Before we think of the materials in hand, let us find out the performance requirements of a conductor for different applications. Table 2 presents some numbers that have been agreed upon by researchers and the applied scientists as performance requirements of conductors for different applications.  To choose an HTS, we would like a high magnetic field performance, high (and optimal) current density, feasible critical temperature (great if it is above liquid nitrogen temperature of 77°K) and low cost. It is actually a trade-off and balance among these. Some of the competing superconductors' T-H phase diagram is shown in Fig. 1, and one can interpret many material properties from this diagram. [10,14] Among several superconductors, some prominent ones are the cuprates YBCO and BSCCO, relatively recently discovered Fe based compounds - FeSexTe1-x , NdFeAsO0.7F0.3 and Ba0.55K0.45Fe2As2 single crystals; conventional ones like NbTi, Nb3Sn and MgB2. [4,6,7,14]
|Table 2: Wire performance requirements for some devices. (Jc = 105 A cm-2) |
A good choice of a material from Fig. 1 would be that which allows for a high critical field at a sufficiently high temperature. Being above liquid nitrogen temperature of 77K would make implementation easier. One major hurdle in HTS like cuprates is that current is limited by issues with flux pinning, grain boundaries, misalignment of crystals and fabrication, which are fundamental material issues.  This reduces the current carrying "capacity" of the superconductor, so we end up using up only a fraction of the area of cross section of a conductor to carry current. For example, BSCCO has a high critical field (more than 20 T at 77°K) but suffers from the above mentioned materials issues so its practical field capability (a.k.a. irreversibility field) is at most 0.3 T at 77°K (as seen in Fig. 1), which is good for power applications, as read out from Table 2. A group that worked on the materials issues says that the best current density they could get in YBCO was 10-20% of the capacity of the conductor.  So we see that its not really practical to cover all the applications in Table 2 at 77°K and pushing on the materials issues to get there would give a quantum leap to the industry.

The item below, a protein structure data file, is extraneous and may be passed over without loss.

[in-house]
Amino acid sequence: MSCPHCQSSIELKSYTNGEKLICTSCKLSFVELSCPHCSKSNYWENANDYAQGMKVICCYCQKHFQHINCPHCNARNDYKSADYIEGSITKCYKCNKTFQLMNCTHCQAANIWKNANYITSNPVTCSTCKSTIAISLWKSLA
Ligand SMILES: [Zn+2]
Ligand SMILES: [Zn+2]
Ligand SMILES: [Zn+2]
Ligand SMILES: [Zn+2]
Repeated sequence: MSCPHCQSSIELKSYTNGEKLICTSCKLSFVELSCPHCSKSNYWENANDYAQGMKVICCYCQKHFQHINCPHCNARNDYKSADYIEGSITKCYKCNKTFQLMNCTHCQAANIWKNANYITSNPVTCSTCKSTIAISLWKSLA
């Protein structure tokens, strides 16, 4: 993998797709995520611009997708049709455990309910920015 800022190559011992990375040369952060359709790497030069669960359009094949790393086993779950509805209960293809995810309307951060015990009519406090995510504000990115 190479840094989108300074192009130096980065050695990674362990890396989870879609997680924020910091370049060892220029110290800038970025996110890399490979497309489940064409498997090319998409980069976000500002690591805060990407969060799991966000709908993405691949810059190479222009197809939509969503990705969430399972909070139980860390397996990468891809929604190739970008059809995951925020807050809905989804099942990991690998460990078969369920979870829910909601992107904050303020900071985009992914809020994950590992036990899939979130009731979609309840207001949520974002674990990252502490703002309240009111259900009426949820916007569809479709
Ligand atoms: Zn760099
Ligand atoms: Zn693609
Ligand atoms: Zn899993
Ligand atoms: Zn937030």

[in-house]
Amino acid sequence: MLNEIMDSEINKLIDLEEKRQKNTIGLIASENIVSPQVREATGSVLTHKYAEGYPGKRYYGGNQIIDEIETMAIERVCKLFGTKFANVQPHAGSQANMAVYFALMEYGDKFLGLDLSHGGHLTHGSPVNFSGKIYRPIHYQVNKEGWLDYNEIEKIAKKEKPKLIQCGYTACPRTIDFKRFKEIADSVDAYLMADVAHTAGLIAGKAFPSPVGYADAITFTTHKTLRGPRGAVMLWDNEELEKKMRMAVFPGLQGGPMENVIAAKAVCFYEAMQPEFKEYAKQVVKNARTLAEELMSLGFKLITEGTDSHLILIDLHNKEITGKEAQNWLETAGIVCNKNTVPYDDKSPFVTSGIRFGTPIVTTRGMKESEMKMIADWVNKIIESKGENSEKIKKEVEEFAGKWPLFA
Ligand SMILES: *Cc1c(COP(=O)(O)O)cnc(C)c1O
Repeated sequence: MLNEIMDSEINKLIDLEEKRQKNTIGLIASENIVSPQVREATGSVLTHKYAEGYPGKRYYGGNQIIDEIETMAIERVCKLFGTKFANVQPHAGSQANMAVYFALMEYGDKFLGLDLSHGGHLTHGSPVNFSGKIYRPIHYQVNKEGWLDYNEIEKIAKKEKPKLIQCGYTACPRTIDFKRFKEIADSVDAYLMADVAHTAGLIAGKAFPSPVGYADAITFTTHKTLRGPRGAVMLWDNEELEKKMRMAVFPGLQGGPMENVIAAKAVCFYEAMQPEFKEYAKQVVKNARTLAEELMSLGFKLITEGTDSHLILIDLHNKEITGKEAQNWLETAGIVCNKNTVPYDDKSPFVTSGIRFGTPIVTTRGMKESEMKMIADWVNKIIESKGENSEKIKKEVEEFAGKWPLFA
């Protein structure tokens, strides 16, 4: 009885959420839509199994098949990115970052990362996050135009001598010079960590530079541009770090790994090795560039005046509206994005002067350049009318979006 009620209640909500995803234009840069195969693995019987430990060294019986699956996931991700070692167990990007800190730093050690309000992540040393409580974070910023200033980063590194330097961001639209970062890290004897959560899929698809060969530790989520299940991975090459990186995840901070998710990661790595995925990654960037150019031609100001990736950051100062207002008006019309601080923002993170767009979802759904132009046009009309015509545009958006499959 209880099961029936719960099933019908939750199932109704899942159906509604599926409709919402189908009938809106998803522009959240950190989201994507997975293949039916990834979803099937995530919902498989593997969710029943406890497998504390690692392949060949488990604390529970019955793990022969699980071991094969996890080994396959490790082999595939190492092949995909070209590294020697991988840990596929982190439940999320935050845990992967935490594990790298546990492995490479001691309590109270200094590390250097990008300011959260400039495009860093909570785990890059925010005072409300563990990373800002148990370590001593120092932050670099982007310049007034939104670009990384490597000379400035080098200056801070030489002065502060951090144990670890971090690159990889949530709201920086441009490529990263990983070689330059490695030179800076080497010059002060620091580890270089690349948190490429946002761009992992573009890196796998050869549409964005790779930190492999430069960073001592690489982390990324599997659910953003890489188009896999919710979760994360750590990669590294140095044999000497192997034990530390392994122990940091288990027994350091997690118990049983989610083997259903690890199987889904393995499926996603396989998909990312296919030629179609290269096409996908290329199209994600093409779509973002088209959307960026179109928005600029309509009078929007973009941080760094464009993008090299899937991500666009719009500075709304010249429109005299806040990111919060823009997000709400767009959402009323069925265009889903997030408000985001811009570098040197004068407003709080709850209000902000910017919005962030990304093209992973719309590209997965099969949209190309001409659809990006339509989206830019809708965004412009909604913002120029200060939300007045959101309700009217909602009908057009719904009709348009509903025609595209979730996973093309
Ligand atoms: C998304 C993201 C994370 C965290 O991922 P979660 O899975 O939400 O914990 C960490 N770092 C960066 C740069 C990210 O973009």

SMES is fundamentally a perfect conductor - not a perfect storage. The energy it can store is just the electricity and it is, by first principles, less than what can be packed in gasoline. So it becomes relevant when we are out of cheap gasoline and when other storage methods like hydro, thermal, etc. are comparable in economics and politics of implementation.
There are visionary ideas for the future applications of superconductivity. One of them was to generate solar power in areas where it is abundant and transport it in an inter continental grid to areas where it is required. Since the sun shines somewhere on the earth at any given time, this grid would obviate the need for storing energy!  The authors of this work estimate that this system would supply 70% of the electrical power needs of the United States in 2050 at a mere $400 billion. Considering the inflation of the world economy and the not so stable US Dollar, this might be a good investment! Another interesting work - a pilot system using superconducting coils on the train to generate the magnetic levitation has been built in Japan, J.R. Maglev.  This can go at 600km/h and they plan to connect major cities in Japan with this soon. A combination of superconducting solar power grid and this Maglev would be a great thing for a low-carbon- emission future.
While many of the performance requirements talked about here are not specific to superconductivity, the fact is that people (including the DOE) are trying to sell it. [6,7] Its also a fact that there are serious engineering limitations to get the materials to perform at their best field and current limits, which might improve with time.
© Suhas Kumar. The author grants permission to copy, distribute and display this work in unaltered form, with attribution to the author, for noncommercial purposes only. All other rights, including commercial rights, are reserved to the author.